This is how the underwater photos were taken
I work with two carbon housings from BS Kinetics because they are reliable and can do everything I need them to do when taking underwater shots. Depending on the lens, you need to put "ports" on the housing (bayonet lock), which have different front windows. The stronger the wide-angle lens, the more the front window of the port needs to be curved.
The shallow water shots were taken with a Canon EOS 7D and a Tokina Fisheye zoom 10-17 mm without a flash. Since the colours still look natural in depths of up to 5 m, no flash is necessary.
For these shots I put the ISO setting to 1000, then the camera on P (program automatic), but with a minus correction for the exposure of -0.33 eV to prevent overexposure. Automatic program selections tend to overexpose underwater shots. With these settings and lighting conditions, the camera sets the aperture to 11 and the exposure time to 1/320 sec. The sharks sometimes move quite fast and an even shorter exposure time would have been better. But then you need to set the ISO value (light sensitivity) even higher, which would lead to more noise in the images.
With the same camera settings you can take pictures of corals and fish when snorkelling. I reduced the ISO value to 800 and the camera set the aperture to 8 and the time to 1/840 sec. You will notice that the image already has a yellow tint at a depth of 2 m.
Most shots were taken at depths of 12-16 m. The clear water means there is still enough light, but from a depth of 8 m the red colour has already become absorbed and only blue tones and a little yellow remain. This picture was taken without a flash.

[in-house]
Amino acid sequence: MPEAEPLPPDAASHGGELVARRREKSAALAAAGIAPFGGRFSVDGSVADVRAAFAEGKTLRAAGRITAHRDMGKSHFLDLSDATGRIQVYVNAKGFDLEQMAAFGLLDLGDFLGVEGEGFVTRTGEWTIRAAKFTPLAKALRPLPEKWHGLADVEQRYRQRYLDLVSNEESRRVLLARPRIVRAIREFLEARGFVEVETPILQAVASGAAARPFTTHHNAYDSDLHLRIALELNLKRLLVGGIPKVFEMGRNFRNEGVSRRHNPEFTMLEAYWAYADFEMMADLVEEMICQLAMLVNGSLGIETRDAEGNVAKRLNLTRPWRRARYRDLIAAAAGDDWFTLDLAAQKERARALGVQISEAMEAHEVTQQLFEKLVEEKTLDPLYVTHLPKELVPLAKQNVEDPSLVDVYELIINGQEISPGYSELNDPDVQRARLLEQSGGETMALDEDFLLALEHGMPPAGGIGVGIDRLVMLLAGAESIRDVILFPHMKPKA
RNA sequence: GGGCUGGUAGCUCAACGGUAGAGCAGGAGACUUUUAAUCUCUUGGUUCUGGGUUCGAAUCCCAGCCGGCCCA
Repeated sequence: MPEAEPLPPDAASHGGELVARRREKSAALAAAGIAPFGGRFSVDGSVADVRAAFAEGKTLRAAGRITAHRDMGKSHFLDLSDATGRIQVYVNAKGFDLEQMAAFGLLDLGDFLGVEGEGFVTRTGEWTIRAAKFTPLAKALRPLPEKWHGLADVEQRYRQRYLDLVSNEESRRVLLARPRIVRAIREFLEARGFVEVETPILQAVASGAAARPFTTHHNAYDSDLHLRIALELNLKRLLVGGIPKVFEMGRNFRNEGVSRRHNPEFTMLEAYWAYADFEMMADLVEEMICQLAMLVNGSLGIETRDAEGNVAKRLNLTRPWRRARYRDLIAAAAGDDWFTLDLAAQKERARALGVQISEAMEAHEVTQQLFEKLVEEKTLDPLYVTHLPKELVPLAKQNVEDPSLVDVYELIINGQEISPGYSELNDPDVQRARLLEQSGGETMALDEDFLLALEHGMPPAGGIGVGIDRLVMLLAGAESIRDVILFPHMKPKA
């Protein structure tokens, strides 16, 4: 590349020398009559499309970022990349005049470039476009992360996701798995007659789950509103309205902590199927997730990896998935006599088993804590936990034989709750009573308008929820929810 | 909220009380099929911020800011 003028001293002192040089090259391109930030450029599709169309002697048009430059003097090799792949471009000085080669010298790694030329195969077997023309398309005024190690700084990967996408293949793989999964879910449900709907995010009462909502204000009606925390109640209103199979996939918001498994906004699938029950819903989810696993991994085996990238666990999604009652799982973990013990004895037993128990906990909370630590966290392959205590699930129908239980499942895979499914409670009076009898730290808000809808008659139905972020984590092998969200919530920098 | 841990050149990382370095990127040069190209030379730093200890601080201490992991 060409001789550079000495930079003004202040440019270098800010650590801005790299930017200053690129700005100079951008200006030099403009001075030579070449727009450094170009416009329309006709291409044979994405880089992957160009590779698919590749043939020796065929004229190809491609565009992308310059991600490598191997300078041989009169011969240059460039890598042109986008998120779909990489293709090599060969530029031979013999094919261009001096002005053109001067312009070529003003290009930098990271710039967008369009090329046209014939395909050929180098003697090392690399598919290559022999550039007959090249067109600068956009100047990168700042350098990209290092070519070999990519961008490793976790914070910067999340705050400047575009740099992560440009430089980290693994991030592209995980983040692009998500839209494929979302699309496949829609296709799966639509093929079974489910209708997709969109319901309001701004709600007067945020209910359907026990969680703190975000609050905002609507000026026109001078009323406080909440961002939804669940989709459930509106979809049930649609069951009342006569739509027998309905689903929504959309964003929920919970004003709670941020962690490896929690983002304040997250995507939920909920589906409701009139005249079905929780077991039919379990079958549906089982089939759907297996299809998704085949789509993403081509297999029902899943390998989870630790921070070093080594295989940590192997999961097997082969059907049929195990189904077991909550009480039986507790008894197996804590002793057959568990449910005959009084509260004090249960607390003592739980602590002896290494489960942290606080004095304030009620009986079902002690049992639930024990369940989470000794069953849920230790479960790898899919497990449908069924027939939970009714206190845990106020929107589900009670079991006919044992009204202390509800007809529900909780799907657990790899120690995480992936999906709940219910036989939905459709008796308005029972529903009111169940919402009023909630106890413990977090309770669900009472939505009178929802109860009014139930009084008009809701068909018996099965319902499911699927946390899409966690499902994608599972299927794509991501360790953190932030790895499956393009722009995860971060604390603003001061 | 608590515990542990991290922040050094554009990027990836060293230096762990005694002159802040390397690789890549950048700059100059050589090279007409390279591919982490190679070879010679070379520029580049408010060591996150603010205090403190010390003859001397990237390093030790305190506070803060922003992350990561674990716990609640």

This photo shows colours despite the depth. That's only possible with a flash. The further the flash is away from the lens, the fewer floating particles in the water are flashed. In order to have low image noise, the lowest possible ISO value is set (here 200). Then, an exposure time is selected that is appropriate to the situation. I chose 1/80 sec because the sharks weren’t moving very fast. Then comes the real work: finding the right aperture so that the background shows a nice blue. If the aperture is too wide open (e.g. 4.0), the water becomes too bright.
You either need the some experience or the will to experiment here. Fortunately, with digital cameras, the result can be checked immediately in the display. The second picture was taken with flash and the less open aperture 10.
As a rule of thumb it’s better to take pictures a bit too dark than too bright. Brightness can be enhanced later with the simplest image editing programs. A too bright picture however cannot be processed once the bright sections have lost their structure (e.g. wrinkles in the white shirt).
With increasing depth you'll need to keep opening the aperture to create a nice blue background. You easily forget that when diving or ascending and wonder about the pictures being too light or too dark. ALWAYS check every image on the display immediately. Strictly speaking, you only need to adjust the aperture to the underwater depth and carry out a negative compensation of the flash for reflective objects (silvery mackerel). You can set everything else in advance on land when you have more time. But it’s also really important you know your camera very well. If you’re too busy sorting out your features and modes under water, you’ll miss the beauty of the underwater world...